You can restrict websites your kids visit, check age rating, indicate whether they'll be allowed to download files, and set up filters to block and allow content. You can even block or allow specific websites. Additionally, you can prevent your kids from running specific applications on their PCs.

And finally, you can setup an activity report so you can track what they are doing when using their PCs.

1. To run Parental Controls click Start and type Parental Control on search box.
Note that that you must set a password for accounts with administrative privilege to prevent others for turning Parental Control off.
2. Create an account if it has not been created.
3. Turn Parental Controls on.
4. Select whether or not you want an activity report.
5. On Windows Setting, select the controls for Internet, time limits, games and programs allow.

Will your kids be upset about their settings? They might, especially teenagers, but as parents, it's your responsibility to make sure they stay safe while using a computer. Will they be able to hack the controls? When there is a will, there's a way. You should never rely solely on the software check and know what they are doing.

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7. MUSICAL REMINDER OR WAKE UP CALL

The Windows Task Scheduler is an extremely useful but surprisingly under used facility that allows you to launch programs or carry out routine tasks, like backups, at scheduled times.

 

Here’s a quick and easy way to get to know it, by programming it to play a tune, so you could use it as an alarm clock, to wake you up in the morning, or remind you to do something at a particular time.

 

Open Windows Explorer and navigate your way to the folder you use to store your MP3 or music files then open Task Scheduler by going to Start > Programs > Accessories > System Tools.

 

Now all you have to do is drag and drop your chosen MP3 or music file into the Task Scheduler window. Right click on the music file icon, select Properties then the Schedule tab and set your times and dates, click OK and it’s done.

 

Note that if you haven’t set a User Password for Windows it won’t work -- this is a safety feature -- so if you want to use Task Scheduler you will have to set one up, as you can’t leave the password field blank.

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8. A FIX FOR USB SECURITY HOLE IN XP.

USB pen drives have become a source of some concern for a lot of system administrators. There’s almost nothing to stop someone with one of these devices from using it to copy or steal data from PCs in offices, commercial premises, schools and colleges. In fact the problem was addressed in Windows XP Service Pack 2, which includes a new Registry key that stops data being copied to USB memory devices by classifying them as Read-Only media; this tip shows you how to use it 

Safety Warning! This tip is for advanced users as it involves editing the Registry. It’s not difficult but tinkering willy-nilly with it can cause problems. Even if you know what you are doing you should still set a new System Restore Point or backup the Registry. 

Now that’s out of the way open the Registry Editor (type 'regedit’ in Run on the Start menu) and work your way to:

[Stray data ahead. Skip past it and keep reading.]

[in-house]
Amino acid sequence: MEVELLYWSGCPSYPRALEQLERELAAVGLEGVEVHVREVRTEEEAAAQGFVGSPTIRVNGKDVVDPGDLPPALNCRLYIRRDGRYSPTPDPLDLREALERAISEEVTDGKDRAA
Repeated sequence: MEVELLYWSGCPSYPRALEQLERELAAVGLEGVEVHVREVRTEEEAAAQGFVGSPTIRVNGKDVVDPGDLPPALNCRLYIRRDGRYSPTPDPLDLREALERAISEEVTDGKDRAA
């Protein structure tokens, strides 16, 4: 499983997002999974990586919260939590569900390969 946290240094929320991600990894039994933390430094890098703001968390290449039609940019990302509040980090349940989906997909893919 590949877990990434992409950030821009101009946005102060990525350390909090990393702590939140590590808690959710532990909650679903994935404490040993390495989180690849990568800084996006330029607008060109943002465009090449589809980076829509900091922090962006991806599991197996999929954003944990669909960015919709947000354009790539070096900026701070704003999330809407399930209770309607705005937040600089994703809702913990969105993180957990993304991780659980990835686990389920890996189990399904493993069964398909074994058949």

HKEY_LOCAL_MACHINE\SYSTEM\CurrentControlSet\Contro

If there is no StorageDevicePolicies subkey shown you will need to create one by right-clicking into the right-hand pane select New > Key; right click on the new key and Rename it. Double click the key to select it and from the Edit menu select New > DWORD Value and give the new value the name WriteProtect, press Enter then double-click the new value and set it to 1. Exit Regedit and reboot. To revert back to open access change the value to 0 or delete the key.

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9. WHERE’S MY XP CD KEY?

Several times a year I hear from distraught Windows users vainly trying to re-install their operating system only to find that they’ve lost their product registration key. The obvious thing to do is keep it in a safe place but if you’ve lost yours and are concerned that wouldn’t be able to carry out a reinstall then all is not lost. Simply download a little freeware utility called Magical Jelly Bean Keyfinder  http://magicaljellybean.com/keyfinder/

 and it will display your product key and give you the option to save it to the Windows Clipboard, so you can make a copy of it.

Keyfinder works in all versions of Windows (from 98 onwards) and recent editions of MS Office.  

Here’s a quick bonus tip for XP users. If for any reason you ever need to find out if your copy of Windows has been activated simply type ‘oobe/msoobe /a’ (without the quotes) in Run on the Start menu and your PC’s activation status will be displayed.

See The 11 Tip Package That You Should Print And Keep Close To Your Computer! 

This Package Has 100 Vista Tips Included!

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10. SETUP AUTOMATIC DEFRAG ON YOUR PC.

 

As you know over time the Windows filing system can become disorganised and this will eventually lead to a slow down and a reduction in performance. ‘Defragging’ the hard drive can restore order but most of us forget to do it regularly and leave it until the system has started to slow down.

 

Here’s a way to program Windows to automatically Defrag your drives once a month or every few weeks. Go to Start > Control Panel and click Performance and Maintenance then Scheduled Tasks (or just go direct to Scheduled Task in Windows XP) and double-click Add Scheduled Task.

 

This will launch the Scheduled Tasks Wizard. Click Next then the Browse button to C:\WINDOWS\system32, click defrag.exe and select Open. Now you can give it a name and set the timings for defrag to run and when you have finished check the box ‘Open Advanced Properties ’. If there’s more than one User Account on your PC you may want to set up a Password, otherwise leave the fields blank.

 

To finish off in the Run line add n the drive letter for the disc you want to defrag after the command, so it should look like this: C:\WINDOWS\system32\defrag.exe c: click OK and it is set.